Person:Charles II of England (1)

Charles II _____, of England
m. May 1662
  1. Lady Anne Palmer1660/61 - 1722
  2. Charles Palmer1662 - 1730
  3. Henry FitzRoy, 1st Duke of Grafton1663 - 1690
  4. Charlotte Lee, Countess of Lichfield1664 - 1718
  5. George FitzRoy, 1st Duke of Northumberland1665 - 1716
  1. Charles Lennox, 1st Duke of Richmond1672 - 1723
  • HCharles II _____, of England1630 - 1685
  • WLucy Walter1630 - 1658
  1. James FitzRoy _____1649 - 1685
  2. Mary Walters1651 - 1693
  • HCharles II _____, of England1630 - 1685
  • WMary DavisAbt 1648 - 1708
  1. Mary Tudur1673 - 1726
  • HCharles II _____, of England1630 - 1685
  • WNell Gwyn1650 - 1687
  1. Charles Beauclerk, 1st Duke of St Albans1670 - 1726
  1. Charlotte Jemima FitzRoy1650 - 1684
  • HCharles II _____, of England1630 - 1685
  • WCatherine PeggeAbt 1635 -
  1. Charles FitzCharles, 1st Earl of Plymouth1657 - 1680
Facts and Events
Name Charles II _____, of England
Gender Male
Birth[1] 29 May 1630 Westminster, Middlesex, EnglandSt. James's Palace, House of Stuart
Marriage May 1662 Portsmouth, Hampshire, Englandto Catherine of Braganza
Marriage Cohabitation?
to Barbara Villiers
Marriage Cohabitation?
to Louise de Kérouaille, Duchess of Portsmouth
Marriage Cohabitation?
to Lucy Walter
Marriage Cohabitation?
to Mary Davis
Marriage Cohabitation?
to Nell Gwyn
Marriage Cohabitation?
to Elizabeth Killigrew, Viscountess Shannon
Marriage Cohabitation?
to Catherine Pegge
Death[1] 6 Feb 1685 Whitehall, Middlesex, EnglandPalace of Whitehall, cause: stroke
Burial[1] Westminster Abbey, Westminster, Middlesex, England
Reference Number? Q122553?

the text in this section is copied from an article in Wikipedia

Charles II (29 May 1630 – 6 February 1685) was king of England, Scotland and Ireland. He was king of Scotland from 1649 until his deposition in 1651, and king of England, Scotland and Ireland from the restoration of the monarchy in 1660 until his death.

Charles II's father, Charles I, was executed at Whitehall on 30 January 1649, at the climax of the English Civil War. Although the Parliament of Scotland proclaimed Charles II king on 5 February 1649, England entered the period known as the English Interregnum or the English Commonwealth, and the country was a de facto republic, led by Oliver Cromwell. Cromwell defeated Charles II at the Battle of Worcester on 3 September 1651, and Charles fled to mainland Europe. Cromwell became virtual dictator of England, Scotland and Ireland. Charles spent the next nine years in exile in France, the Dutch Republic and the Spanish Netherlands. A political crisis that followed the death of Cromwell in 1658 resulted in the restoration of the monarchy, and Charles was invited to return to Britain. On 29 May 1660, his 30th birthday, he was received in London to public acclaim. After 1660, all legal documents were dated as if he had succeeded his father as king in 1649.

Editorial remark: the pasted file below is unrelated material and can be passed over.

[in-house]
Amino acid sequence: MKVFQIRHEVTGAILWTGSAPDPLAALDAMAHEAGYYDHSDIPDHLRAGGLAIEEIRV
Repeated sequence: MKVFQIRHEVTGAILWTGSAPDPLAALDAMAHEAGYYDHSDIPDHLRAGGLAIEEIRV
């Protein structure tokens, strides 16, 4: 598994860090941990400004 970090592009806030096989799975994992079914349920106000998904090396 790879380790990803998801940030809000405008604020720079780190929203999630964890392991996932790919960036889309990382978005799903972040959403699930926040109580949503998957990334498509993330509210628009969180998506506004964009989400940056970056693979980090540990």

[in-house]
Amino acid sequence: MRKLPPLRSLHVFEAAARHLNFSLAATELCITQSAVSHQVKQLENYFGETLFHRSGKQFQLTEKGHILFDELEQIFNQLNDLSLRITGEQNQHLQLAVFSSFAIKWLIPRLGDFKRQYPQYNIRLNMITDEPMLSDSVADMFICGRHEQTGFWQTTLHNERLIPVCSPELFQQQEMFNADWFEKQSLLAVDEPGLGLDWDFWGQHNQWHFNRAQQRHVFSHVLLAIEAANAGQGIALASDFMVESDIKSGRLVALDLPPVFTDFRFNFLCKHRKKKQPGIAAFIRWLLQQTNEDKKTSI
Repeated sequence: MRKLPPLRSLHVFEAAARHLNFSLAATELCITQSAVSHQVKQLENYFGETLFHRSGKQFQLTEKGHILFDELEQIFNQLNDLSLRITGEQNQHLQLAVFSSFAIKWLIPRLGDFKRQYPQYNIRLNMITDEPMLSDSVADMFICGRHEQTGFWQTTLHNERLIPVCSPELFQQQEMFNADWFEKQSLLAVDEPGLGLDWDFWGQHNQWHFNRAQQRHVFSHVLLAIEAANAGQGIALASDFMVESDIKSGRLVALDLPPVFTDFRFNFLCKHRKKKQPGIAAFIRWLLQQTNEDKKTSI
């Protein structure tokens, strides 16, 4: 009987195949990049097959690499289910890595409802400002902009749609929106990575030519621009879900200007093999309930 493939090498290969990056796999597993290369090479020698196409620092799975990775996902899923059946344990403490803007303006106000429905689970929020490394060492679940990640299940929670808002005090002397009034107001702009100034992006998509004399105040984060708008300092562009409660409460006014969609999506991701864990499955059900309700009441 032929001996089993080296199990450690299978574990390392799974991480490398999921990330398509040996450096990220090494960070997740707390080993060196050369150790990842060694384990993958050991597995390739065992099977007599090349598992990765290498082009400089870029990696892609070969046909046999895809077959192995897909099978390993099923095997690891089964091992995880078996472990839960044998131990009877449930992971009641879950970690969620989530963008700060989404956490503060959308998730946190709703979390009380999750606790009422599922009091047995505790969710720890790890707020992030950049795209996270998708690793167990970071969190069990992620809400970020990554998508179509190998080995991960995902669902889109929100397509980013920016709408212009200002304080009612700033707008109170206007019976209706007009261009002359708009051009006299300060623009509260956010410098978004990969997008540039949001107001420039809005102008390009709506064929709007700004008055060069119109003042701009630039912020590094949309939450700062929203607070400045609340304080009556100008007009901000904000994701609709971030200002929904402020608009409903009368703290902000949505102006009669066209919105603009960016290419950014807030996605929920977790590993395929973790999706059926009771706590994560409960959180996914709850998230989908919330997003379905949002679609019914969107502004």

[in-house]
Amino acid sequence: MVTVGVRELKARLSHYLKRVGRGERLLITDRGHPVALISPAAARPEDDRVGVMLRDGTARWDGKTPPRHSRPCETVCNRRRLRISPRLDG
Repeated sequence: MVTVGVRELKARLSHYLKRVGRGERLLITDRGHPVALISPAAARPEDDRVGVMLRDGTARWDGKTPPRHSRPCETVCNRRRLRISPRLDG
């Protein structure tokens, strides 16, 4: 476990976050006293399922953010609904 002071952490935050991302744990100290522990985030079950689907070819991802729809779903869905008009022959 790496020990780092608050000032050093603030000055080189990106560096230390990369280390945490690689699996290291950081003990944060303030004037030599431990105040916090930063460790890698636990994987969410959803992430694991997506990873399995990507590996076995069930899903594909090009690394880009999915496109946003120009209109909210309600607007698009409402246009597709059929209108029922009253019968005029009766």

Charles's English parliament enacted laws known as the Clarendon Code, designed to shore up the position of the re-established Church of England. Charles acquiesced to the Clarendon Code even though he favoured a policy of religious tolerance. The major foreign policy issue of his early reign was the Second Anglo-Dutch War. In 1670, he entered into the Treaty of Dover, an alliance with his first cousin King Louis XIV of France. Louis agreed to aid him in the Third Anglo-Dutch War and pay him a pension, and Charles secretly promised to convert to Catholicism at an unspecified future date. Charles attempted to introduce religious freedom for Catholics and Protestant dissenters with his 1672 Royal Declaration of Indulgence, but the English Parliament forced him to withdraw it. In 1679, Titus Oates's revelations of a supposed Popish Plot sparked the Exclusion Crisis when it was revealed that Charles's brother and heir, James, Duke of York, was a Catholic. The crisis saw the birth of the pro-exclusion Whig and anti-exclusion Tory parties. Charles sided with the Tories, and, following the discovery of the Rye House Plot to murder Charles and James in 1683, some Whig leaders were executed or forced into exile. Charles dissolved the English Parliament in 1681, and ruled alone until his death on 6 February 1685. He was received into the Catholic Church on his deathbed.

Charles was one of the most popular and beloved kings of England, known as the Merry Monarch, in reference to both the liveliness and hedonism of his court and the general relief at the return to normality after over a decade of rule by Cromwell and the Puritans. Charles's wife, Catherine of Braganza, bore no live children, but Charles acknowledged at least twelve illegitimate children by various mistresses. He was succeeded by his brother James.

This page uses content from the English Wikipedia. The original content was at Charles II of England. The list of authors can be seen in the page history. As with WeRelate, the content of Wikipedia is available under the Creative Commons Attribution/Share-Alike License.
  1. 1.0 1.1 1.2 Charles II of England, in Wikipedia: The Free Encyclopedia.
  2.   Descendants of Charles II of England, in Wikipedia: The Free Encyclopedia.
  3.   Charles II Stuart, King of Great Britain, in Lundy, Darryl. The Peerage: A genealogical survey of the peerage of Britain as well as the royal families of Europe.
  4.   Cokayne, George Edward, and Vicary Gibbs; et al. The complete peerage of England, Scotland, Ireland, Great Britain and the United Kingdom, extant, extinct, or dormant [2nd ed.]. (London: St. Catherine Press, 1910-59)
    Volume 3 page 176.
  5.   King Charles II, in Find A Grave.